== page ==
[Spellyans] gawas 'to get'

Michael Everson everson at evertype.com
Thu Sep 8 11:15:49 IST 2011


On 8 Sep 2011, at 09:48, Ray Chubb wrote:

> Precisely!  and Hebrew has had far more money and academic interest pumped into it than Cornish.  So isn't there just a small chance that the Israelis got it right and Nance is to be commended for, independently, coming up with the same approach for Cornish?

There is no road back to Nancian Cornish. 

UCR rightly corrected Nance's over-use of voiceless consonants in final position in monosyllables, and restored the phoneme /ø/ which Nance had omitted. 

But UCR still is too difficult for learners, as it does not mark many distinctions. 

The SWF goes a long way towards being having a clear link between sound and spelling, but is marred by its reliance on arbitrary etymological preferences built into KK.

KS corrects the errors in the SWF and is the only orthography with an unambiguous link between spelling and pronunciation.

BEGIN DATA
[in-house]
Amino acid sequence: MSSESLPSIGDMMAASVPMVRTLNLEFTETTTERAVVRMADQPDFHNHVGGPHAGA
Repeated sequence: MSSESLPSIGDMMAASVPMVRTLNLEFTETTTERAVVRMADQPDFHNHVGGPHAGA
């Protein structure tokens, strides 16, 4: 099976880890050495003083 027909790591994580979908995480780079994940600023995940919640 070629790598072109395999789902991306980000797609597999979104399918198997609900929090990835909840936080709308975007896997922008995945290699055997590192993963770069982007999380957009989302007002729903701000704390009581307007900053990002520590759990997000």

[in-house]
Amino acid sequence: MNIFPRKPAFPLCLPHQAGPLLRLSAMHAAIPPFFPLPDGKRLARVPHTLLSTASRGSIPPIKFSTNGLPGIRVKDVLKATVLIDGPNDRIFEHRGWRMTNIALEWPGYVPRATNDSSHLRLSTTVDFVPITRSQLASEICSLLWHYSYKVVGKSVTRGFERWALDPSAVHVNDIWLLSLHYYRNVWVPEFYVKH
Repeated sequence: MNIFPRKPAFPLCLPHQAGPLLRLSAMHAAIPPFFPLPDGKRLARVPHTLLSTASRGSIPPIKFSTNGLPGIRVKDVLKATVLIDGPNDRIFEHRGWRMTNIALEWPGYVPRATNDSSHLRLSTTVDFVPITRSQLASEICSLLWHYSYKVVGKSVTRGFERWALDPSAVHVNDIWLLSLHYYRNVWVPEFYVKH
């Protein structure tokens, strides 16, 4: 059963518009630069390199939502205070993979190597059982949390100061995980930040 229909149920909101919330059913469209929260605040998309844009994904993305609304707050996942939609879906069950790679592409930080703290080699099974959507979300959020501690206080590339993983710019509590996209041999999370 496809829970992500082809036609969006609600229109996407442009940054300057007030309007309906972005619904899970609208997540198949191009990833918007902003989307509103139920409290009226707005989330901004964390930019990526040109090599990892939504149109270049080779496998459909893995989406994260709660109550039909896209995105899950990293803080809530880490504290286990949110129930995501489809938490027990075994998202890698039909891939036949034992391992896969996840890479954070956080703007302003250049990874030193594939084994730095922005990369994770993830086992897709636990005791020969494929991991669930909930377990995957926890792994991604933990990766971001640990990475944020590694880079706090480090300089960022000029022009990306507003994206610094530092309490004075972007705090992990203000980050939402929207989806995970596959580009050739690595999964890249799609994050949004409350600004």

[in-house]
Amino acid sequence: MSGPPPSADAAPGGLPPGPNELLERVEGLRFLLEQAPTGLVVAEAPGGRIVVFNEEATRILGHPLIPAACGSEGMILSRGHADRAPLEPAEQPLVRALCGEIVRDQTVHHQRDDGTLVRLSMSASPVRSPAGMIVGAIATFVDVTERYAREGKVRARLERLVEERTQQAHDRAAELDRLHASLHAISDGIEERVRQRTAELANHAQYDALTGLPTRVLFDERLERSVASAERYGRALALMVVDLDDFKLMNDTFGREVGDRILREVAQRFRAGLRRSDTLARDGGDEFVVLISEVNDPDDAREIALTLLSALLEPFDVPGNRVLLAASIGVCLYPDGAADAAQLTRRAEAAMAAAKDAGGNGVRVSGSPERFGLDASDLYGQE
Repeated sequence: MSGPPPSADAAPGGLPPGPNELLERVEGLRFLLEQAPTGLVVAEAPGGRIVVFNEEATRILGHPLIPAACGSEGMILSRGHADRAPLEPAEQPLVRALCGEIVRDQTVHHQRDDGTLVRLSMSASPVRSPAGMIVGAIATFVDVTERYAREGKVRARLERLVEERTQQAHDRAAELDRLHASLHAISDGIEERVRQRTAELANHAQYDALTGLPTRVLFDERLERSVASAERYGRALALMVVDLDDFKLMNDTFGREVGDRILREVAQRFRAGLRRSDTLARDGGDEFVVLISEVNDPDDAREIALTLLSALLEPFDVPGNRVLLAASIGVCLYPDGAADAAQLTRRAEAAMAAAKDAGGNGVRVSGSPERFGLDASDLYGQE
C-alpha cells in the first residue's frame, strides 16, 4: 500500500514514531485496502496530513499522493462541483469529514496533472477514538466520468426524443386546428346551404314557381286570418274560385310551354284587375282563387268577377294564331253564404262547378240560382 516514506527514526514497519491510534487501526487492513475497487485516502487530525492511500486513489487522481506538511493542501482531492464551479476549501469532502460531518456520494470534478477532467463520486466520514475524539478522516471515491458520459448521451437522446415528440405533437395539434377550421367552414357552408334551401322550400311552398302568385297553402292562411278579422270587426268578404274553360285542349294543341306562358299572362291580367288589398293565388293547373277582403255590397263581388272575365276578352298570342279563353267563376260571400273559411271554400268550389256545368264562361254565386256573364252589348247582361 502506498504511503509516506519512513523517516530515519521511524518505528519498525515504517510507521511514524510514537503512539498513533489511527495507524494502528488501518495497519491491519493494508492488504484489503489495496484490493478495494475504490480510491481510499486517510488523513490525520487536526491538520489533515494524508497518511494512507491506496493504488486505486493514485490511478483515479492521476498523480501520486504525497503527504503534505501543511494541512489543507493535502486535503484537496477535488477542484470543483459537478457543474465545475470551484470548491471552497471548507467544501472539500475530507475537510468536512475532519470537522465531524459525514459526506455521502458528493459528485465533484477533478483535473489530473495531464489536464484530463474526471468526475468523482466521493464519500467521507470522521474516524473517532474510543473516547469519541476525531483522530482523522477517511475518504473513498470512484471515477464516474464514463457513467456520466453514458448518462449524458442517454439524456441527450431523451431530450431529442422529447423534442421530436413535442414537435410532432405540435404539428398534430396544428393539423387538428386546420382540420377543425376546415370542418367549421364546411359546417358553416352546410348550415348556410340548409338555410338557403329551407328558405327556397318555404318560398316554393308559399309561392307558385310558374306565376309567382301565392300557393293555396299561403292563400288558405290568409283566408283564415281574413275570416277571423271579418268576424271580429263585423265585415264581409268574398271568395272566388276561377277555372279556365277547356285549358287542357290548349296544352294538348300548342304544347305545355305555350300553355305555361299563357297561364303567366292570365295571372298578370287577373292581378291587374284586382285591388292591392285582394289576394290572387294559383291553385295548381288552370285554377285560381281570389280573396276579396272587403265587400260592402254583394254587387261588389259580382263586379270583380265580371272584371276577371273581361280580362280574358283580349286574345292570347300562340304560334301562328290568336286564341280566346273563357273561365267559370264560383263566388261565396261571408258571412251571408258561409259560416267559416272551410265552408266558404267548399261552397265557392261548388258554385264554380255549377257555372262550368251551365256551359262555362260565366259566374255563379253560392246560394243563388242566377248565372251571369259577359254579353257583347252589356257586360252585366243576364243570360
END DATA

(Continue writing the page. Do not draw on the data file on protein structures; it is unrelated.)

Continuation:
Both Jenner and Nance are to be commended for getting things going, but we know more about Cornish now than either of them did, and the work of later researchers should help us to move on. 

If someone thinks that the corrections in UCR were well-founded, then they should give up UC and write UCR. There's no reason to keep writing "rak" and "mur" if you know that the pronunciation is "rag" [ræːɡ] and "muer" [møːr]~[meːr] (and not [ræk] and [myːr]~[miːr]. 

It is for similar reasons that people may wish to give up UCR and write KS: KS is more accurate, and helps to bolster better pronunciation. (OK, some people may wish to give up UC or UCR or KK and try to use the SWF, but the SWF leaks, and has arbitrary and unhelpful KKisms in it.)

The development of KS has taken a long time. Some people have complained that a reference grammar is not available. Of course books do not write themselves, and it was in producing the longest-ever text in Cornish, An Beybel Sans, with 815,000 words, that we discovered pretty much all the orthographic problems that one would encounter. A comprehensive *teaching* grammar is now in preparation. A reference grammar will be made available after that. And please remember, this work is done on a voluntary basis, and is unremunerated.

Michael Everson * http://www.evertype.com/



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